[tlhIngan Hol] Moods and modality

Rhona Fenwick qeslagh at hotmail.com
Thu May 10 02:13:27 PDT 2018


> My understanding is that "mood" as linguistically defined refers to specifically morphological means of signalling modality

mujangpu' SuStel, jatlh:

> Indeed, I was going to bring up that distinction, which is why "modality" is in the subject line,

Oh yes, that's entirely fair. In my original statement, I'd intended the emphasis on "morphological" rather than "modality". DopDaq qul yIchenmoH QobDI' ghu'.


> Does complexity disqualify combined moods?

Again, unfortunately it really seems to depend on (a) the language and (b) the analysis. There's one analysis of Tundra Nenets that presents sixteen distinct moods (http://www.helsinki.fi/~tasalmin/sketch.html), but if I myself were analysing these, I'd be reducing them heavily on at least the basis of aspect as a second dimension (several of these alleged "moods" are presented baldly as morphologically complex aspectual distinctions within the same underlying mood).

(poD vay')


> I'd like to see an argument against the type 2 suffixes beyond not being able to combine moods.

Me too, and while I was thinking about this I wasn't able to come up with any other decent argument for that.

With that said, there are not many human languages that do similar things to Klingon in this respect, so I haven't been able to find any coherent pattern among linguists as to what to call such things. (Inuktitut seems to be the most studied language with similar forms: tikivuk "he arrives" has derived forms like tikigunnatuk "he is able to arrive", tikigumatuk "he wants to arrive", etc. But even in Inuktitut linguistics there doesn't seem to be a consistent terminology for these morphological units.)

(poD vay')

> Type 4 (-moH), as a valency-changing device, would usually be referred to as voice

jang SuStel, jatlh:
> I've never heard of -moH being described as voice, but that's probably because I'm
> always so busy telling people -lu' isn't passive voice I hadn't considered other types
> of voice. You're absolutely right. According to Wikipedia, Mongolian, Turkish, Hebrew,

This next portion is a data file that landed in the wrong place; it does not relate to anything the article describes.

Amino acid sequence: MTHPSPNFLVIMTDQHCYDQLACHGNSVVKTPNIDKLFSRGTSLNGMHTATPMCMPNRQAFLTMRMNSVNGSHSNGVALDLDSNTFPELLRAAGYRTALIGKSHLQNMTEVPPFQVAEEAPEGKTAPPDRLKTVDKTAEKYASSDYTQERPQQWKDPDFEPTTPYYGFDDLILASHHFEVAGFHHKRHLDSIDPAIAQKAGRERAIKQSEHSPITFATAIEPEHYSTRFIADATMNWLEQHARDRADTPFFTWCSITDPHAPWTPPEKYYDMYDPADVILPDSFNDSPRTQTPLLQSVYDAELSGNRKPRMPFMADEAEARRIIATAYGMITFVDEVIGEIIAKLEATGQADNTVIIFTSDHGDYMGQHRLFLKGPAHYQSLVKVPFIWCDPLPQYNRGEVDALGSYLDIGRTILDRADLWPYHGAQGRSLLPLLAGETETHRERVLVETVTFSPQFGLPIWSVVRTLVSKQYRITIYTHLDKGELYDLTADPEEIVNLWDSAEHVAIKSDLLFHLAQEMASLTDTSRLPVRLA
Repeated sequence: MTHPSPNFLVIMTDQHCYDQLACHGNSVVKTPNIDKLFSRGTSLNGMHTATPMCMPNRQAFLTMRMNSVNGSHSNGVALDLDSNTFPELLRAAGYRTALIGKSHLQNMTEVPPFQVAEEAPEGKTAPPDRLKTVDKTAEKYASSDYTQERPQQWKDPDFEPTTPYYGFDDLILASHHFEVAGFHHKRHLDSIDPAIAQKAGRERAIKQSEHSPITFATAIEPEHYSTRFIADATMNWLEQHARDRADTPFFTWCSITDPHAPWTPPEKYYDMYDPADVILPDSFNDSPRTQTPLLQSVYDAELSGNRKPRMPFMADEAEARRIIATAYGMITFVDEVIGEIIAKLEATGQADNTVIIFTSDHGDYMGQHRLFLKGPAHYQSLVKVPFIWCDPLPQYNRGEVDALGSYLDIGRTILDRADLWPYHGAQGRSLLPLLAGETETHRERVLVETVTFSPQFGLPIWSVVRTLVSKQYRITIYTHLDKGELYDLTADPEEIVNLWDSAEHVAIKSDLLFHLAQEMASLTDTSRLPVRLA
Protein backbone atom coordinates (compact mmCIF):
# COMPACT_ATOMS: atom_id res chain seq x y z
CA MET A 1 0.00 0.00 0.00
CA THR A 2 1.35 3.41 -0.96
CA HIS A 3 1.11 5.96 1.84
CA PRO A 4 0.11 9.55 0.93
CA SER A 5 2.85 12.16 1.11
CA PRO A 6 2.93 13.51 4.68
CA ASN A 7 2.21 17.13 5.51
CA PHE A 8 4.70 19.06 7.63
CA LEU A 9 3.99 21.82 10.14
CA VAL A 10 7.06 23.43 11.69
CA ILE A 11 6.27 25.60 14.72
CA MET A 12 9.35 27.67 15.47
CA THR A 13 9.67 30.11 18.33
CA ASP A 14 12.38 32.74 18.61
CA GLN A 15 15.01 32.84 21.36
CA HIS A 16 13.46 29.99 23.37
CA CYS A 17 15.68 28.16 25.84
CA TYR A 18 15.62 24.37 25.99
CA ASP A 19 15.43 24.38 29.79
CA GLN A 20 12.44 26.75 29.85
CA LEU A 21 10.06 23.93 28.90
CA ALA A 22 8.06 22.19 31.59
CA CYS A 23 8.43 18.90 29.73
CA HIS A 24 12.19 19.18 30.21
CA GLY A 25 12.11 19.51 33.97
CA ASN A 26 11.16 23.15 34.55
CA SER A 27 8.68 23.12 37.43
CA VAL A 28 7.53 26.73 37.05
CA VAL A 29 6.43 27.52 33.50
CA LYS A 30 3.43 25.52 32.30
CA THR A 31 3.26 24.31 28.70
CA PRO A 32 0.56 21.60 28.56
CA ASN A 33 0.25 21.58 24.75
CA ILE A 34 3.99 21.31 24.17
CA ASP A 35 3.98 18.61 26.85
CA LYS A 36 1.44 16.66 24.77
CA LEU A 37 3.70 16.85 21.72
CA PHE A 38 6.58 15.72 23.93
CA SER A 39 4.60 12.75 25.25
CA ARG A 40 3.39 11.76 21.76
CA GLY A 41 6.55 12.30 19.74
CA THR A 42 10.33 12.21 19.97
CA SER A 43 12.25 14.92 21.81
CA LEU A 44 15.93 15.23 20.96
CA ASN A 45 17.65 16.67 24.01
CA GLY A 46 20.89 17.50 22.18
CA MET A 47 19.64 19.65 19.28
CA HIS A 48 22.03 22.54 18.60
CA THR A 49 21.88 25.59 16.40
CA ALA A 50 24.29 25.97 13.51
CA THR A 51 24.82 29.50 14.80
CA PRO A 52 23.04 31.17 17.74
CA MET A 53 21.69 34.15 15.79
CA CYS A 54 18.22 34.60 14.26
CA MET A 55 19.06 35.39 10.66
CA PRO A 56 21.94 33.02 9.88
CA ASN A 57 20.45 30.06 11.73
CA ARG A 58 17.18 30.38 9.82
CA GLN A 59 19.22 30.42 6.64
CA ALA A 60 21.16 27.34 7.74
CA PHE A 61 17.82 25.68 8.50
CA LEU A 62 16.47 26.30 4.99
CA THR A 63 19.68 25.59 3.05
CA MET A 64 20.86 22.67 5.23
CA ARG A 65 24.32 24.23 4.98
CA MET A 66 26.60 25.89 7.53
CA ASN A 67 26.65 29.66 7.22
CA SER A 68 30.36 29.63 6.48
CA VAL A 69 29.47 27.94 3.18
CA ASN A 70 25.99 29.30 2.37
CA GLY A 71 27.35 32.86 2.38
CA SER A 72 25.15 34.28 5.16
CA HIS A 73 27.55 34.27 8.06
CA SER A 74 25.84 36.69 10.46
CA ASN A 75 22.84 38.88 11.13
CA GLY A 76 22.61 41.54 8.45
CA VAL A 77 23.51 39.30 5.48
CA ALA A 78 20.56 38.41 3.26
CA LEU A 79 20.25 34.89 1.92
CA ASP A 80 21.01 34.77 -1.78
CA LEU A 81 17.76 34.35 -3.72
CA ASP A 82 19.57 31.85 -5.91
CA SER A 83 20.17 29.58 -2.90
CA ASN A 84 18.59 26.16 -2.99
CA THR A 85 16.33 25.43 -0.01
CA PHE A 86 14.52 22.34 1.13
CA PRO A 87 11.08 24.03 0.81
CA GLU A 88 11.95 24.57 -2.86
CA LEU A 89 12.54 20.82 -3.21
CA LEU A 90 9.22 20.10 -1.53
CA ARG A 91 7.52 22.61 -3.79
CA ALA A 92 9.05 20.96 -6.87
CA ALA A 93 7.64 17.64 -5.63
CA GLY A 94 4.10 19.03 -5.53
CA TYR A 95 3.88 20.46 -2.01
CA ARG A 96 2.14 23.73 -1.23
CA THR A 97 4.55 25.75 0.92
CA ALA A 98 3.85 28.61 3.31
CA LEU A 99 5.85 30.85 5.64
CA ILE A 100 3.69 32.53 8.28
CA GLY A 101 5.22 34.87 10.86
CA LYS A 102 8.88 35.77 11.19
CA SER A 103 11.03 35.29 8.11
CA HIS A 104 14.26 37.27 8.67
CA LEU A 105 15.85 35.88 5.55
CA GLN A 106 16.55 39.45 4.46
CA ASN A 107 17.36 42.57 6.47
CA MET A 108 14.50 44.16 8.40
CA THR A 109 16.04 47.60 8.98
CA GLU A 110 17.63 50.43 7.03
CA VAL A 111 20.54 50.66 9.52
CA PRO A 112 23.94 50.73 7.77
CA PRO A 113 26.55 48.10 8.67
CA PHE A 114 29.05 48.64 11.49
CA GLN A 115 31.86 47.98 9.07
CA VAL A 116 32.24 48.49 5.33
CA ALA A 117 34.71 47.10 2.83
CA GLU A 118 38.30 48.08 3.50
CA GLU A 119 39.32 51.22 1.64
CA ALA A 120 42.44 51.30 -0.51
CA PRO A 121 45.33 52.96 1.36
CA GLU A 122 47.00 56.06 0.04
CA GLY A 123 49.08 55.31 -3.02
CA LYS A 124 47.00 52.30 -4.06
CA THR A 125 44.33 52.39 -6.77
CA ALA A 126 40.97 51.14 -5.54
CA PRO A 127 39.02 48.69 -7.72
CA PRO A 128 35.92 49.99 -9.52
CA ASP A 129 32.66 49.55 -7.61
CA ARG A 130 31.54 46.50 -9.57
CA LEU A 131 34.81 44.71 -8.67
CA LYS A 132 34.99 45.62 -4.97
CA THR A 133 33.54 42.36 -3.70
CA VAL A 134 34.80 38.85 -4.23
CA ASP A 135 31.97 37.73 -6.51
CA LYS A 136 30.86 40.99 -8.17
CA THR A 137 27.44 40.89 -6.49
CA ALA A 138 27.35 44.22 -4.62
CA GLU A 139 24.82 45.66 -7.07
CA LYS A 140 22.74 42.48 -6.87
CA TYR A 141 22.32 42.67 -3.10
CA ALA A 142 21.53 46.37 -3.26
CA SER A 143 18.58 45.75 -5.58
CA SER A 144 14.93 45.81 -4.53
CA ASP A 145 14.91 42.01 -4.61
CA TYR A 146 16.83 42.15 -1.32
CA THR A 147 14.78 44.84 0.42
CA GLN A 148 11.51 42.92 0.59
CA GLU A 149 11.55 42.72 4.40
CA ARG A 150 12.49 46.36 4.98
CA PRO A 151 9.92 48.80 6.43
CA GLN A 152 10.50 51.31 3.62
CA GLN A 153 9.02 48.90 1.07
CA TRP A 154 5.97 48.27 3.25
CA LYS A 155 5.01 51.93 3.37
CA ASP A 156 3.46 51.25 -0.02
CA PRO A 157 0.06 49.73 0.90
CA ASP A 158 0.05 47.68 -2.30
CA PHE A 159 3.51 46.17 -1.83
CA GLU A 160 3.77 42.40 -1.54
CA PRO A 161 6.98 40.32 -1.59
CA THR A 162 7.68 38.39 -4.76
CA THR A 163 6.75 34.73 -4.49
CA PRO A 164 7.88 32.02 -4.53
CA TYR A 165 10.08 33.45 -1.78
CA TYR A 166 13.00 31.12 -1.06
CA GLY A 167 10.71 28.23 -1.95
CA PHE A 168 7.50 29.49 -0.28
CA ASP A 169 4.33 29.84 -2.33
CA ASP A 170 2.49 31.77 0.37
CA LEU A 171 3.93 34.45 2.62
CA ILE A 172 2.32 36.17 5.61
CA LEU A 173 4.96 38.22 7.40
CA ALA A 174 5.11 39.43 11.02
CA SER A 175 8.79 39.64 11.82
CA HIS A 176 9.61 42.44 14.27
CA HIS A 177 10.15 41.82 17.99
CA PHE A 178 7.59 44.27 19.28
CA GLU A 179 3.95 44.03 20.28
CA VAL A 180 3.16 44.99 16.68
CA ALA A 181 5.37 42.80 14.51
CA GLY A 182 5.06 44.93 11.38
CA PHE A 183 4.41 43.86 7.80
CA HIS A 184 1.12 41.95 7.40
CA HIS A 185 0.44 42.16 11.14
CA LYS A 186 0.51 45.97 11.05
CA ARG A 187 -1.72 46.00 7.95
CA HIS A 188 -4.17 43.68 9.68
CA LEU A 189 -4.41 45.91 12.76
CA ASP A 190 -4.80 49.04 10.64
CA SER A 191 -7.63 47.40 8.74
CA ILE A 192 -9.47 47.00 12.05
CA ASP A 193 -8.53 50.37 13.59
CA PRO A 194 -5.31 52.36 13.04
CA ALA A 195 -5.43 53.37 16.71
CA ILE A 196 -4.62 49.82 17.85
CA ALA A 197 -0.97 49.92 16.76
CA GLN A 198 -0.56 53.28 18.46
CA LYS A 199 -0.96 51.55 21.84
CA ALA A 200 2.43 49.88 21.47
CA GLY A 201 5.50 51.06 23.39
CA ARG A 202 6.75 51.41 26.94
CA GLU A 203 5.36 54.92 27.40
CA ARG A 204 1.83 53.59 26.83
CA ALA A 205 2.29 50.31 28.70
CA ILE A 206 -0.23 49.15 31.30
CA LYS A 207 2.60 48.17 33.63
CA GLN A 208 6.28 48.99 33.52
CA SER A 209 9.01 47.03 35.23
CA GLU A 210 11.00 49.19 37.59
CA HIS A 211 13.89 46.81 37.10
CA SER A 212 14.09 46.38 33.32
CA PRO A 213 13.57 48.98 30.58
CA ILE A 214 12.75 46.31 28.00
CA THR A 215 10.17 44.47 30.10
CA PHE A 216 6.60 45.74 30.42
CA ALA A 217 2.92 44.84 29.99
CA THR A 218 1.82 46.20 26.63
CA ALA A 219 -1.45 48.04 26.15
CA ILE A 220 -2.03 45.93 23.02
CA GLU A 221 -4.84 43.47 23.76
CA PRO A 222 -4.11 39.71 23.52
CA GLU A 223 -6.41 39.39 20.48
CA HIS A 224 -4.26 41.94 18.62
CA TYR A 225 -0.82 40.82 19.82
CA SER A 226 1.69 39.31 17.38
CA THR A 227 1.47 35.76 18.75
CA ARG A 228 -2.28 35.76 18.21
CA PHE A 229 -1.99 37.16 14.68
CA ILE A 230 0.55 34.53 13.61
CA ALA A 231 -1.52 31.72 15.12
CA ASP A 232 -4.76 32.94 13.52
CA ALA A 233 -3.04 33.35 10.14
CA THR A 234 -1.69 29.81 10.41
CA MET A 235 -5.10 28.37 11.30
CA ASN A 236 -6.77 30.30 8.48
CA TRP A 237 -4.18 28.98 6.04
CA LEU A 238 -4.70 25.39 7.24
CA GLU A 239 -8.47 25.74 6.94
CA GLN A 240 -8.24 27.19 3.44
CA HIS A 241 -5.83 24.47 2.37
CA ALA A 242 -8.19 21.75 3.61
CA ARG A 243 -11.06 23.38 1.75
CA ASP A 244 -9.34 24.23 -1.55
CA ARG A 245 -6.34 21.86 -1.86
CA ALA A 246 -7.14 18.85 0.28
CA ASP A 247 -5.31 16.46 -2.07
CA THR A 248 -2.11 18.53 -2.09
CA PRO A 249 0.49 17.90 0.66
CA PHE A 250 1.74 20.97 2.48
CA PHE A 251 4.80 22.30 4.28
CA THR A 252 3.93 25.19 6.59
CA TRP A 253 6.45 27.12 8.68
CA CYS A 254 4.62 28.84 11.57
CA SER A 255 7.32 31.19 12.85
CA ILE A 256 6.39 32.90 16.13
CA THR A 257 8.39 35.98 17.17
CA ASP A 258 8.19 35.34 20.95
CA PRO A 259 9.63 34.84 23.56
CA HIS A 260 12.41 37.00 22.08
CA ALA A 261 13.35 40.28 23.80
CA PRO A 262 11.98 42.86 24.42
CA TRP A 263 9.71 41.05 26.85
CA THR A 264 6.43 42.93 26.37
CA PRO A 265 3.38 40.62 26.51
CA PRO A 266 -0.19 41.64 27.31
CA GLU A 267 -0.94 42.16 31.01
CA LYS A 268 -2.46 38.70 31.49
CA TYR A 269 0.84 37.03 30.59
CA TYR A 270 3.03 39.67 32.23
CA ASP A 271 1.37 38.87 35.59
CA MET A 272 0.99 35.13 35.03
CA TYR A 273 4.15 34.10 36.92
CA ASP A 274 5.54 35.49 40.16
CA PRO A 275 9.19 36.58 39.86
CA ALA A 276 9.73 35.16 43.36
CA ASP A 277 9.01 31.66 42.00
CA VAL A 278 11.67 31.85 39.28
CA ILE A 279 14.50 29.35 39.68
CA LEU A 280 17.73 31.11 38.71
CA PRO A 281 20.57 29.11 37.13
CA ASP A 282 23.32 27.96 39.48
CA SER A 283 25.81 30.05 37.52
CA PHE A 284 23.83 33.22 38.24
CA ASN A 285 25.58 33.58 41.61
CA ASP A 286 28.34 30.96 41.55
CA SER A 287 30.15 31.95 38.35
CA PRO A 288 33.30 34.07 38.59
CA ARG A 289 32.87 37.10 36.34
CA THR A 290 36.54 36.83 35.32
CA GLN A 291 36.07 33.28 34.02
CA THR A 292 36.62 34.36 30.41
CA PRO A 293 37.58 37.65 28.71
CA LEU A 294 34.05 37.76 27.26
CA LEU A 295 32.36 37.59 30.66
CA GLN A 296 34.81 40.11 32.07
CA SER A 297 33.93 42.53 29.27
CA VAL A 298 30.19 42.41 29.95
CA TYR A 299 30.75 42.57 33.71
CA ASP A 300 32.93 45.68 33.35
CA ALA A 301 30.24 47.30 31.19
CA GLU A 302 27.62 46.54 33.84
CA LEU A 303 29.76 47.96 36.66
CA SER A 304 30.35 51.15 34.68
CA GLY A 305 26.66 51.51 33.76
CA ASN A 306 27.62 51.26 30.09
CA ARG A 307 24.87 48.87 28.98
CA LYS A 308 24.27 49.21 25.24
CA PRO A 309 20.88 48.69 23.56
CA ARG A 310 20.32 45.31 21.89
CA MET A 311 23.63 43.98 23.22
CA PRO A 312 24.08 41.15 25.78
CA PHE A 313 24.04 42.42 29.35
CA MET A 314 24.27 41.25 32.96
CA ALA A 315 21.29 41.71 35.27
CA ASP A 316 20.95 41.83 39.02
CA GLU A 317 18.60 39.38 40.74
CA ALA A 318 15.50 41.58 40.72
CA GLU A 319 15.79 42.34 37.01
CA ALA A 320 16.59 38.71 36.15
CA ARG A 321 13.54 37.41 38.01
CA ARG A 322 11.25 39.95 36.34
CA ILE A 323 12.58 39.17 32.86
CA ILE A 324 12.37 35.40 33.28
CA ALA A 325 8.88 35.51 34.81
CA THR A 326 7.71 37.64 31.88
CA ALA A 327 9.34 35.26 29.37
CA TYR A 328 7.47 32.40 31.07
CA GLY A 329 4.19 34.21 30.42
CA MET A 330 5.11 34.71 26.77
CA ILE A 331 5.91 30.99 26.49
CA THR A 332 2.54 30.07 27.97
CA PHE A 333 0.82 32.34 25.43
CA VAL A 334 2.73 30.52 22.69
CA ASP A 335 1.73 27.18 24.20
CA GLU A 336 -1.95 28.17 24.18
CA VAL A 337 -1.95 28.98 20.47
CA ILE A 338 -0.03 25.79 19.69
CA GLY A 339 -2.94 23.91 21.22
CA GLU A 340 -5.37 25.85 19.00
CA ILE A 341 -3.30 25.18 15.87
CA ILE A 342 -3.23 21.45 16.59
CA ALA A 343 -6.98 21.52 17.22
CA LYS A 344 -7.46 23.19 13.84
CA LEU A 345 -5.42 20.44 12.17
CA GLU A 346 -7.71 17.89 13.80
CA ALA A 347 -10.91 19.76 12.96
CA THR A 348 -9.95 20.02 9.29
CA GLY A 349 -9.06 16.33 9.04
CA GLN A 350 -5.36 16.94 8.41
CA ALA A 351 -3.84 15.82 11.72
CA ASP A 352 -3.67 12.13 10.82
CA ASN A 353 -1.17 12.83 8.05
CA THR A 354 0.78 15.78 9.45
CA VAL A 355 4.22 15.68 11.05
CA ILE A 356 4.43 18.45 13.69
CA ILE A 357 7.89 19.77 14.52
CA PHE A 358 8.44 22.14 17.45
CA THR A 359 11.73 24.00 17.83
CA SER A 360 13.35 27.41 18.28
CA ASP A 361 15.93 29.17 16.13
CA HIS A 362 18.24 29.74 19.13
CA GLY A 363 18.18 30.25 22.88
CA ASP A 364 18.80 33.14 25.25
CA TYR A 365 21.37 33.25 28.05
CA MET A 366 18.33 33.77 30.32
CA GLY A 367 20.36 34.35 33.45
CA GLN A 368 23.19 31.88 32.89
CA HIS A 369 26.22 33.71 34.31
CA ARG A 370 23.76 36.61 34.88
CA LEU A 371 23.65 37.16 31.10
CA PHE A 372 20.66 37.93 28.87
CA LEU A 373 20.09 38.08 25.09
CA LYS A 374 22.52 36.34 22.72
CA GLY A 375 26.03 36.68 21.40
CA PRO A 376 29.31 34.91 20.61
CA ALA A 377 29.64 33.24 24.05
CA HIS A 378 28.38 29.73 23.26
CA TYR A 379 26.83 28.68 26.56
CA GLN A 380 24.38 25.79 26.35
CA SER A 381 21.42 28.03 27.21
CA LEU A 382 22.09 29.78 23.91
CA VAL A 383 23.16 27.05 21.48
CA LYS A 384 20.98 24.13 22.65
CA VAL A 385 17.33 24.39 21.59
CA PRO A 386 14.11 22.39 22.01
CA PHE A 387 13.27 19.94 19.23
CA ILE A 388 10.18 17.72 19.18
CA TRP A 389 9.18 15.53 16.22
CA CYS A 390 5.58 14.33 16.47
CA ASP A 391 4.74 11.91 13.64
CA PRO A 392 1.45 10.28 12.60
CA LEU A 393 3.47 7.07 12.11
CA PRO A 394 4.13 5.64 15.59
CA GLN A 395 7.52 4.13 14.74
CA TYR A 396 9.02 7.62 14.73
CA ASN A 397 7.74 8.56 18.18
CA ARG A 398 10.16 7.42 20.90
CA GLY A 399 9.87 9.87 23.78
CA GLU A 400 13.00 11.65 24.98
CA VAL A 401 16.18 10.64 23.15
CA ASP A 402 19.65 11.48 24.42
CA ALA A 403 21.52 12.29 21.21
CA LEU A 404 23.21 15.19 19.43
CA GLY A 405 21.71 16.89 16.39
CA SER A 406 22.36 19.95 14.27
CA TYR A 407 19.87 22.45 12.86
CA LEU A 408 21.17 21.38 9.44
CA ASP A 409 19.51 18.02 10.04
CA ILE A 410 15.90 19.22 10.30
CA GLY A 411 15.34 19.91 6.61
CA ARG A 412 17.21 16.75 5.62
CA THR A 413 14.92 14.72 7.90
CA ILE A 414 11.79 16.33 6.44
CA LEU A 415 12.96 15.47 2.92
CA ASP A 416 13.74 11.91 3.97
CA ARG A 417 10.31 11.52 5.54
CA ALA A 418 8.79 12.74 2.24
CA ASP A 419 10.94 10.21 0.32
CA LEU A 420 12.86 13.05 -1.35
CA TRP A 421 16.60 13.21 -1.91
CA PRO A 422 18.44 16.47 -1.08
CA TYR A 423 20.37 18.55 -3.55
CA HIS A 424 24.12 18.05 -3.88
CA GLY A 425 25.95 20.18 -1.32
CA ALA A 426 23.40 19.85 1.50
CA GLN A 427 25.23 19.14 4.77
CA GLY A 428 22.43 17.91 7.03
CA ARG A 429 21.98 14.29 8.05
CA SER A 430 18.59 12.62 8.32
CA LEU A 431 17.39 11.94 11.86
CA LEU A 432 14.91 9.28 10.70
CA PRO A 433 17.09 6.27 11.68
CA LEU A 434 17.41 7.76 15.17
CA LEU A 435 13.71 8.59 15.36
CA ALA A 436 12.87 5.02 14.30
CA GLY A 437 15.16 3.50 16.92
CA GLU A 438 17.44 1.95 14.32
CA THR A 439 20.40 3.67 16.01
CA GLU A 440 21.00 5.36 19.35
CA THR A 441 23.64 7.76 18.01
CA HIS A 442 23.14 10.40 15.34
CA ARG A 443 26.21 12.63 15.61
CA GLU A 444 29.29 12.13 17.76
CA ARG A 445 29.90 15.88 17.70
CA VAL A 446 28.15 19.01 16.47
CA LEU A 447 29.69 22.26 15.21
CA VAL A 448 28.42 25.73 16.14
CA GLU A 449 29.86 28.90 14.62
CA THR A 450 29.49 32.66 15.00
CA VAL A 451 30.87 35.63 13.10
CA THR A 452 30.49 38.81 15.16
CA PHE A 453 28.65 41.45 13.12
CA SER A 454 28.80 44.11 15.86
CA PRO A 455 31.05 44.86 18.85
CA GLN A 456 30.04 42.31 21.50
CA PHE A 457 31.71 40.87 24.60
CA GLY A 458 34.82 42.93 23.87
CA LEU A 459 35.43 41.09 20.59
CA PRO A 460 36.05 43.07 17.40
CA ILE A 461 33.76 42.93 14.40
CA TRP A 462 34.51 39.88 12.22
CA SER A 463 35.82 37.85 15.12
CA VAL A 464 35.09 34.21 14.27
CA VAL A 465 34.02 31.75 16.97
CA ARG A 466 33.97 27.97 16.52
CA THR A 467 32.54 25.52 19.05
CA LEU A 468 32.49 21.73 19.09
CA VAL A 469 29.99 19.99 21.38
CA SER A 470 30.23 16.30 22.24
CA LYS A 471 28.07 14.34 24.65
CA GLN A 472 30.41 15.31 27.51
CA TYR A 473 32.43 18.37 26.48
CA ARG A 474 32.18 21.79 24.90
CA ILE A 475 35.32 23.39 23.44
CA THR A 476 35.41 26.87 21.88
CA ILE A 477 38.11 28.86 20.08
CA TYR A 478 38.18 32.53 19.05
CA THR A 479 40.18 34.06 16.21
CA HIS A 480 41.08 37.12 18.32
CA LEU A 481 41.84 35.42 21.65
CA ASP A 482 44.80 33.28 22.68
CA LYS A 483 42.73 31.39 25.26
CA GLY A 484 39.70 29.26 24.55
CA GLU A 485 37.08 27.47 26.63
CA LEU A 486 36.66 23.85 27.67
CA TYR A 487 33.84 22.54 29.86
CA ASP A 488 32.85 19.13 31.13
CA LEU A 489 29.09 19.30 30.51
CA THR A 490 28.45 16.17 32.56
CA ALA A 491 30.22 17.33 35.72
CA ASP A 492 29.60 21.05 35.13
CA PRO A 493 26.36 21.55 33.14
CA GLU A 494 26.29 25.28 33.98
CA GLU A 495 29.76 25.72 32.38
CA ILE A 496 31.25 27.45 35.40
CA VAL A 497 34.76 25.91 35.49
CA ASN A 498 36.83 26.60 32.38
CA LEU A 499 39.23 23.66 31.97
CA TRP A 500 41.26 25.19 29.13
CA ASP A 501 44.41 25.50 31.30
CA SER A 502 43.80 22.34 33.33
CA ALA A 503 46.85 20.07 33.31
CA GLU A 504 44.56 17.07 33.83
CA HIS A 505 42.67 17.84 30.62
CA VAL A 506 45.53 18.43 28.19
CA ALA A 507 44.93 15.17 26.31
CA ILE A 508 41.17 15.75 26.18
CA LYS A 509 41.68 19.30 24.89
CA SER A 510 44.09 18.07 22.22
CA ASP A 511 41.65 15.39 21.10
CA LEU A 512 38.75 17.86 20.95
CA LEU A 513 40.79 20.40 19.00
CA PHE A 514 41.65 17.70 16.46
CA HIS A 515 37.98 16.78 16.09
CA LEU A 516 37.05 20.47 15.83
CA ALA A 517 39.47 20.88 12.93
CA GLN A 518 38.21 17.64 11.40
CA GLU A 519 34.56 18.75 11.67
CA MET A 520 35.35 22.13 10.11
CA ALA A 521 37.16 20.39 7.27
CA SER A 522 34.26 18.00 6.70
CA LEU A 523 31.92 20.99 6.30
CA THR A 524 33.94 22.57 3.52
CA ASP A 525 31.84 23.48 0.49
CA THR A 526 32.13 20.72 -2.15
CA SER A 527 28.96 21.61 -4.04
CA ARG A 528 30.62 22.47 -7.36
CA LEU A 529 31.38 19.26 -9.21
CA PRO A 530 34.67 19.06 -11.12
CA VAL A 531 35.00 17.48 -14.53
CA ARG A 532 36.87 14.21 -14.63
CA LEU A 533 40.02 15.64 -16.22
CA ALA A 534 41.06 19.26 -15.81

> and Japanese all have a causative voice. Very cool.

Indeed. And I'm one of those who doesn't usually think of the causative as a distinct voice (even while Ubykh, my human-language focus, has a fully developed morphological causative); it's so often just called, unqualified, "the causative" and so I suppose I mentally file it under a different place, though I really shouldn't.

> In what way is valency changed in a -lu' verb?

Primarily in the sense that it has clear and striking effects on verbal agreement involving promotion of the patient to subject as well as demotion of the indefinite person to object agreement position. Hence why there isn't an effective contrast between wIqIplu' and *DIqIplu': the indefinite person - the notional subject - is always third-person singular object in terms of verbal agreement. It's not an increase or decrease in valency, but it's a valency exchange of sorts. The antipassive voice in Circassian behave similarly; because Circassian has trivalent agreement, an antipassive always conditions two verb agreement prefixes even when demotion occurs, but it involves argument exchange of almost exactly this sort, confirmed by the exchange of case-marking as well: active pχaʈʂ’em pχer jeχʷe "the carpenter (-m, j-) is filing the plank (-r, Ø-) to completion" vs. antipassive pχaʈʂ’er pχem jeχʷe "the carpenter (-r, Ø-) is filing away at the plank (-m, j-)".